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I've never worked with ORDER BY CASE or ORDER BY IF() and the few examples I've found on the internet are more confusing than helping me trying to accomplish following task:

I have a member list and I want to "reward" the user's activity a bit by ordering a user higher (to the top) in this member list.

In my example, I have a MySQL table called "users" with 3 columns:

  user_percentage     |     user_photo     |     user_lastlogin
    ----------------------------------------------------------
        12                      1                  1356389646
        42                      1                  1456549641
        37                      0                  1776389443
        84                      1                  1356535535
        56                      0                  1868689646
        66                      0                  1811189622
        71                      1                  1656779645
  • "user_percentage" holds the value (0 - 100) of all filled in profile fields by each user.
  • "user_photo" holds the value (0 = false , 1 = true) if a user has upload a profile photo.
  • "user_lastlogin holds the value (timestamp) of their last visit.

It's a bit difficult to explain, but to say it simple what I want:

  • A user with a higher user_percentage value should be on top of the member list, but if he got no user_photo, then he should be "moved down" in the member list, same if he got an old user_lastlogin timestamp, then list him even more down in the member order.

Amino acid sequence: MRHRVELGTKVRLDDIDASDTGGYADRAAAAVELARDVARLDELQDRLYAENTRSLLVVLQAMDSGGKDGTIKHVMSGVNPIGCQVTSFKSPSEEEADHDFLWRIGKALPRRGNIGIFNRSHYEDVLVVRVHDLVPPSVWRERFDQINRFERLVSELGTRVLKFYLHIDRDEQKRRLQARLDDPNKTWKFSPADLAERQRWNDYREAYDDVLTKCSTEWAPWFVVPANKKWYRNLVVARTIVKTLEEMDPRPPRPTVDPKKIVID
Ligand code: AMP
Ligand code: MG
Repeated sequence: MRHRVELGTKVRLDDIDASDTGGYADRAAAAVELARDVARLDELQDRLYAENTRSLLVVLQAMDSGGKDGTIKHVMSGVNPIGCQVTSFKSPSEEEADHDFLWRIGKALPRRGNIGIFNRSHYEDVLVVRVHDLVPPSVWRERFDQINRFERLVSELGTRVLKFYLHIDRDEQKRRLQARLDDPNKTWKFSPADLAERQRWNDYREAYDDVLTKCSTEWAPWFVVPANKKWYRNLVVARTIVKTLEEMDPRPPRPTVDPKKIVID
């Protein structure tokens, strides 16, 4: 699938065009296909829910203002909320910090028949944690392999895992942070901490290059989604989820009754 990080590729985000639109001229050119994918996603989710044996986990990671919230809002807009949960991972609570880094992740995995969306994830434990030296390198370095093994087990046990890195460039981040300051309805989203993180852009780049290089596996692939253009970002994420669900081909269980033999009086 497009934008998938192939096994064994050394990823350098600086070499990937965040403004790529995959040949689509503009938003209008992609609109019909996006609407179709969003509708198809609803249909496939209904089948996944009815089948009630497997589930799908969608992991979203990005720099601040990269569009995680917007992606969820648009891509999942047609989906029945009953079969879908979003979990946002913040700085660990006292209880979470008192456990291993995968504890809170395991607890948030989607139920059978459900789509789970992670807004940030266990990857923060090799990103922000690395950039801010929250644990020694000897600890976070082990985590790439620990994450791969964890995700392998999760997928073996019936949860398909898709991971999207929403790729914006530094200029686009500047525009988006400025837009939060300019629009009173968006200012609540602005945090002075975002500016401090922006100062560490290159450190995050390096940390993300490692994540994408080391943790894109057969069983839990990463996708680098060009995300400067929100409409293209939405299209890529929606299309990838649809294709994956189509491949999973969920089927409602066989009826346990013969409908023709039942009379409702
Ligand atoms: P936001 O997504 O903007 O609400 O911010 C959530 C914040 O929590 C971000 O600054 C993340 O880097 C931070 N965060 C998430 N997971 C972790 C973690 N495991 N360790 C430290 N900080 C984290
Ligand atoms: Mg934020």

• Also what I'm trying to prevent is that a user has signed up, filled in all profile fields (then user_percentage value will be = 100) and uploaded a photo (then user_photo will be = 1), but hasn't login anymore since a long time (so he has a very old user_lastlogin = timestamp), then I want this user moved down in the member list order.

My question is: Is this somehow possible to do with 1 MySQL ORDER BY statement?

Let's say user_photo has just an importance of 30% while user_lastlogin got a higher importance and user_percentage also a bit higher.

Any ideas?

Best regards!

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1 Answer

In order to even begin writing the SQL, you need to clarify how much each parameter is worth.

You should produce a list of examples and then convert it into either a simple calculation like:

(photo*timesincelogin*20)+(percentage)

or CASE based statements which each have a calculation - i.e:

ALL people with photos THEN ALL people with out, subsorted by time*percentage.

Hand-wavy 'move down a bit' is not specific enough for an answer with SQL commands.

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Of course, 'moving a bit down' was meant to be for the case a user has 100 user_percentage + user_photo = 1, but a very old user_lastlogin date, then because of this old _lastlogin date he should be listed under a user with a newer _lastlogin date. –  user1742161 Dec 25 '12 at 15:07
    
But how much newer? Is 1 year enough? 1 month? 1 day? 1 second? –  Philip Whitehouse Dec 25 '12 at 18:55
    
Yes, let's make it simple, after 1 year not logged in (user_lastlogin) they becomes old. Also, if no user_photo, they should be listed at the end of the list. –  user1742161 Dec 26 '12 at 22:00
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